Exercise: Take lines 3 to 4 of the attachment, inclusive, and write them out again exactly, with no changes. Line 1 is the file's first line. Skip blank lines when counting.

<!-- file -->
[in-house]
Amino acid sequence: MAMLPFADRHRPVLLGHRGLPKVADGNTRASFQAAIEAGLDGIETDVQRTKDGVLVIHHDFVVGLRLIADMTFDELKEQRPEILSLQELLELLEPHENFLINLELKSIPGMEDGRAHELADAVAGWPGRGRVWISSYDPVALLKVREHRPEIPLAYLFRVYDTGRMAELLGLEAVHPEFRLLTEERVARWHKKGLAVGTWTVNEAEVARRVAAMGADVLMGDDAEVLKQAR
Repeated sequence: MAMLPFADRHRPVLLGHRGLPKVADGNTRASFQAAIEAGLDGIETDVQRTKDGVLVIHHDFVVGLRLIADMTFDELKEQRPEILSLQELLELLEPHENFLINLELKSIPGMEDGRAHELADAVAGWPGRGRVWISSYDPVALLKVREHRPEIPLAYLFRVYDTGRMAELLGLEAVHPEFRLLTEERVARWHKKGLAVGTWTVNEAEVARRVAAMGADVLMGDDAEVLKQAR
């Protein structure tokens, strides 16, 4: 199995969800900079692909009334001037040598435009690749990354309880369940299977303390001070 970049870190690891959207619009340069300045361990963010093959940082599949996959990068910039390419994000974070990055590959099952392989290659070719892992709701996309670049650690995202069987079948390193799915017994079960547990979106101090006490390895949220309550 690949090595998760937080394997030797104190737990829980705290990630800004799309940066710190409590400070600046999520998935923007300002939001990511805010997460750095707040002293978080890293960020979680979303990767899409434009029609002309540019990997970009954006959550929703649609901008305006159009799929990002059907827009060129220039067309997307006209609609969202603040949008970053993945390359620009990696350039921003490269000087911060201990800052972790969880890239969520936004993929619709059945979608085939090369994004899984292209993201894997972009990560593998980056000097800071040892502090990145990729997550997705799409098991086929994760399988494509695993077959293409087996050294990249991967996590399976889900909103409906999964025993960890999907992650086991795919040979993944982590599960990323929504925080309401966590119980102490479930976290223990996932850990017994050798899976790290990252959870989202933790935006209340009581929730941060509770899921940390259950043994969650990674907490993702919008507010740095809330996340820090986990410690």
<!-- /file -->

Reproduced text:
Repeated sequence: MAMLPFADRHRPVLLGHRGLPKVADGNTRASFQAAIEAGLDGIETDVQRTKDGVLVIHHDFVVGLRLIADMTFDELKEQRPEILSLQELLELLEPHENFLINLELKSIPGMEDGRAHELADAVAGWPGRGRVWISSYDPVALLKVREHRPEIPLAYLFRVYDTGRMAELLGLEAVHPEFRLLTEERVARWHKKGLAVGTWTVNEAEVARRVAAMGADVLMGDDAEVLKQAR
């Protein structure tokens, strides 16, 4: 199995969800900079692909009334001037040598435009690749990354309880369940299977303390001070 970049870190690891959207619009340069300045361990963010093959940082599949996959990068910039390419994000974070990055590959099952392989290659070719892992709701996309670049650690995202069987079948390193799915017994079960547990979106101090006490390895949220309550 690949090595998760937080394997030797104190737990829980705290990630800004799309940066710190409590400070600046999520998935923007300002939001990511805010997460750095707040002293978080890293960020979680979303990767899409434009029609002309540019990997970009954006959550929703649609901008305006159009799929990002059907827009060129220039067309997307006209609609969202603040949008970053993945390359620009990696350039921003490269000087911060201990800052972790969880890239969520936004993929619709059945979608085939090369994004899984292209993201894997972009990560593998980056000097800071040892502090990145990729997550997705799409098991086929994760399988494509695993077959293409087996050294990249991967996590399976889900909103409906999964025993960890999907992650086991795919040979993944982590599960990323929504925080309401966590119980102490479930976290223990996932850990017994050798899976790290990252959870989202933790935006209340009581929730941060509770899921940390259950043994969650990674907490993702919008507010740095809330996340820090986990410690």